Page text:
Beauty, darkened and disrobed

Photographer Helmut Newton knows that much of fashion's lure lies in forbidden fantasies.


October 14, 2001|By Glenn McNatt | Glenn McNatt,Sun Art Critic

There's no doubt in my mind that in the future, fashion photography will be considered one of the 20th century's seminal art forms. That day hasn't yet arrived, however.

Fashion photography is the orphan stepchild of the art world, a curious hybrid of journalism, entertainment and advertising. Its status suffers from a close association with pop culture and commerce, and from the idea that fashion is inherently frivolous and ephemeral.

Yet the best fashion photographs always have transcended the commercial purposes for which they were created. Early on, photographers discovered that their real subject isn't the gowns or jewelry the models wear, but the fantasies such garments and their settings evoke in viewers' imaginations. A good fashion shot distills the ocean of unfulfilled desire created by consumer society into a single, unforgettable image.

So fashion photos are about lifestyles, not clothes. They are miniature dramas that invite us to participate vicariously in an idealized world of luxury and ease, and they do so by appealing directly to our subconscious, with its limitless craving for wealth, power, sex and love. The great fashion photographers always have understood that the glamorous life depicted in their photos must remain forever unattainable.

Such is the glittering world of photographer Helmut Newton, whose seductive, often disturbing images of jet setters, royalty and the obscenely rich have appeared in the world's top fashion magazines for more than three decades. Newton, now 80, is the subject of a major retrospective at the International Center for Photography in New York that includes some 200 of his most provocative images.

Newton is nothing if not controversial. Feminists will hate him for depicting women as sex objects, but there's countervailing opinion that interprets his women as powerful figures in full control over their destinies and appetites.

The models Newton favors look like Amazonian sex goddesses in stiletto heels. He photographs them against incredibly opulent backgrounds. They seem engaged in miniature dramas in which the plot is ambiguous, but which clearly involves seduction, intrigue and a languid aura of erotic decadence that feeds their colossal self-absorption.

Newton was born in 1920 in Berlin of prosperous German-Jewish parents, and many images recall the riotous license of the doomed Weimar Republic. (Newton and his family fled Germany in 1938 after the upsurge of Nazi violence.) His mise en scenes recall such film noir classics as Josef von Sternberg's The Blue Angel and Alfred Hitchcock's North by Northwest, as well as James Bond movies and the Hungarian photographer Brassai's haunting night images of the 1930s Parisian demimonde.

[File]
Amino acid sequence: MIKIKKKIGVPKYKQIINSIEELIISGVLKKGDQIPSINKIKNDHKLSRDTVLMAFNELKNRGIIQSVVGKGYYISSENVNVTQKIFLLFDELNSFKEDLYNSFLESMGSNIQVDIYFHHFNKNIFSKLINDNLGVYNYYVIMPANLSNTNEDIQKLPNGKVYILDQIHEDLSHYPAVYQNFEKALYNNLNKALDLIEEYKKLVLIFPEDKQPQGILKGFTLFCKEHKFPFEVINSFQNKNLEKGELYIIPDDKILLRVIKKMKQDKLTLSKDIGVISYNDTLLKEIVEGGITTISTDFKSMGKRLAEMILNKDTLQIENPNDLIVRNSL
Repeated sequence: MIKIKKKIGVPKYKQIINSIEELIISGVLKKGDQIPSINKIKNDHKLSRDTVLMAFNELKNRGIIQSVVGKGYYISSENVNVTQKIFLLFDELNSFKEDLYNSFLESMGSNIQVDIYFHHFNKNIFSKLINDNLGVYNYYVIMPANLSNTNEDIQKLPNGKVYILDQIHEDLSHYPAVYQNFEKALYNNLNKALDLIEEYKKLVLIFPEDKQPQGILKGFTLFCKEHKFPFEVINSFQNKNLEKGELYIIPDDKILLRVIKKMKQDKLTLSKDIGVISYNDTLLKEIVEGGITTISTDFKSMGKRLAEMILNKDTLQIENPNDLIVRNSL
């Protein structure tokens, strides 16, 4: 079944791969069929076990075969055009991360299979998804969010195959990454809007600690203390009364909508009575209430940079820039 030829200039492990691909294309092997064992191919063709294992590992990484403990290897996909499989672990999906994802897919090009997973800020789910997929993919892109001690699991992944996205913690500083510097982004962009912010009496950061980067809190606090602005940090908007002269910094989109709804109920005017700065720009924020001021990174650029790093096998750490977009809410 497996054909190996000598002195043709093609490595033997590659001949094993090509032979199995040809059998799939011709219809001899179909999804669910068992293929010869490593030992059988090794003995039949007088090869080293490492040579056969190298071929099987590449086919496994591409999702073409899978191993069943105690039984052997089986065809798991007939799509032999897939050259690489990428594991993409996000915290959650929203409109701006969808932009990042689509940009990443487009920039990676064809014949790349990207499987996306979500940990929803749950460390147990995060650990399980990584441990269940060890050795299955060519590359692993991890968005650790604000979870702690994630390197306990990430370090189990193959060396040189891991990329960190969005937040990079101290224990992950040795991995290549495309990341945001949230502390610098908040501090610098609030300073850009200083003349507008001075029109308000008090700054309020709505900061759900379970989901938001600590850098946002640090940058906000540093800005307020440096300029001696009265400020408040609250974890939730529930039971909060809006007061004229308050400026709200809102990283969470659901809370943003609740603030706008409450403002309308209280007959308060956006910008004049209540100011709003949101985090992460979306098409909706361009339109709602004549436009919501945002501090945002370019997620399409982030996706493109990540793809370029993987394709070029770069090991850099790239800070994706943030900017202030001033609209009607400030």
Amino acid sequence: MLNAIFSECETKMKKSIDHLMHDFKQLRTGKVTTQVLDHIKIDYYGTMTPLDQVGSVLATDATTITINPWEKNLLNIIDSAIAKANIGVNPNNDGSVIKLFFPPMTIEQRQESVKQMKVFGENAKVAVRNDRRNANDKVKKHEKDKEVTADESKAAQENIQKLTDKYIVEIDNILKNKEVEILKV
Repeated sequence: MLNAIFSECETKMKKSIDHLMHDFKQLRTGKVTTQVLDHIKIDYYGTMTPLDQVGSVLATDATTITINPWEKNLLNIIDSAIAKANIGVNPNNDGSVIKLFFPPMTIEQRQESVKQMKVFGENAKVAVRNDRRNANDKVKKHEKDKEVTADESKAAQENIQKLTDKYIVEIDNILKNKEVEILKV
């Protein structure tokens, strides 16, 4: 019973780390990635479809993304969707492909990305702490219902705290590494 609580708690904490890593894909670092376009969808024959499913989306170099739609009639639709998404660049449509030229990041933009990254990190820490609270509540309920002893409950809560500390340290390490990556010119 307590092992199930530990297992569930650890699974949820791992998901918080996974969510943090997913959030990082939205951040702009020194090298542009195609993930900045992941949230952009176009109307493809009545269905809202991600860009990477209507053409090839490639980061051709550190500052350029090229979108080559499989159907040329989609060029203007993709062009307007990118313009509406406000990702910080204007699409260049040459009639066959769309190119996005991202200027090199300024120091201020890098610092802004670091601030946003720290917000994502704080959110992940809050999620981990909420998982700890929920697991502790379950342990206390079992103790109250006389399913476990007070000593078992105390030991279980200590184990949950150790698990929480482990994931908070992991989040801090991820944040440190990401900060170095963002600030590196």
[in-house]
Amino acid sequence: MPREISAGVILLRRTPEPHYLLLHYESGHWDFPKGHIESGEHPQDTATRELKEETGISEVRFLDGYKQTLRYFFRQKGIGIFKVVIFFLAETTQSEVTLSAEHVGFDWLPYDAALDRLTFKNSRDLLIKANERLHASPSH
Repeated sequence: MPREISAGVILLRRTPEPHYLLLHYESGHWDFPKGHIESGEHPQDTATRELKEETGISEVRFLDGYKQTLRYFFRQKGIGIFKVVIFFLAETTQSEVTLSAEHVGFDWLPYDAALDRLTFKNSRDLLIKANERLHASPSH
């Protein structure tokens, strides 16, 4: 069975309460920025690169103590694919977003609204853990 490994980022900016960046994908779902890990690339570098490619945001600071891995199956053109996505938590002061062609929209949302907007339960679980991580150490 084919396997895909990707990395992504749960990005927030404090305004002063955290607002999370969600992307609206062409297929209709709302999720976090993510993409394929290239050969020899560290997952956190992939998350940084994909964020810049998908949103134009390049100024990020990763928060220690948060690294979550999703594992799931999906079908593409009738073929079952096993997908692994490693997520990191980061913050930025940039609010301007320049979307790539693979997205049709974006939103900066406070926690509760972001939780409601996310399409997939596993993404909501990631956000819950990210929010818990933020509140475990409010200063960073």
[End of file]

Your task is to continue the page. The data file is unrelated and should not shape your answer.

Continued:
Newton was the original bad boy of fashion photography in the late 1960s. In contrast to the cool, studied elegance of Irving Penn or the sheer physical exuberance of Richard Avedon, both representing the era's mainstream, Newton's work seemed deliberately perverse.

A 1967 shot for British Vogue, for example, depicts a group of three elegantly dressed women in a darkened hotel room with three male companions. One man is watching a pornographic movie, while another fiddles with the zipper on the dress of the model nearest the camera. Half-empty champagne flutes, overflowing ashtrays and the remains of a seafood hors d'oeuvres complete the scene, which suggests an after-hours tryst between a trio of expensive call-girls and their businessmen clients.

Or take the 1976 shot for French Vogue titled Office Love. The shape of the bejeweled blond model's pricey white dress is unrecognizable because a tuxedoed man has pushed the woman on her back atop a huge, polished desk. We cannot be sure whether we are witnessing a couple in the transports of passion -- or a rape. But we are certainly voyeurs.

Even when Newton emerges into the sunlight, his pictures are marked by stark contrasts between light and dark, with a menacing subtext of sex and violence. In a 1998 illustration for the French fashion house Thierry Mugler that was shot in Monaco, a wasp-waisted model leans against a lamppost dressed only in a sheer black corset, gloves and stockings. Behind her, a man in black is stretched out on the pavement, as if dead. The woman's expression suggests she's aware of the corpse but is completely unconcerned, as if death were a normal part of her landscape.

If the early fashion photographers learned to liberate viewers' fantasies, Newton's singular contribution was the recognition that fantasy evokes the forbidden. Every freedom ultimately involves the breaking of a taboo, and Newton is the poet of fashion's dark side, as Brassai was of Paris' nocturnal world of thugs, streetwalkers and petty criminals.

Though Newton's photos are transgressive and shocking, that doesn't necessarily make them art. Some go no deeper than a witty, hyper-real immediacy, such as his early 1970s shot of a woman pressing a bloody slab of raw meat against one elaborately made-up eye.

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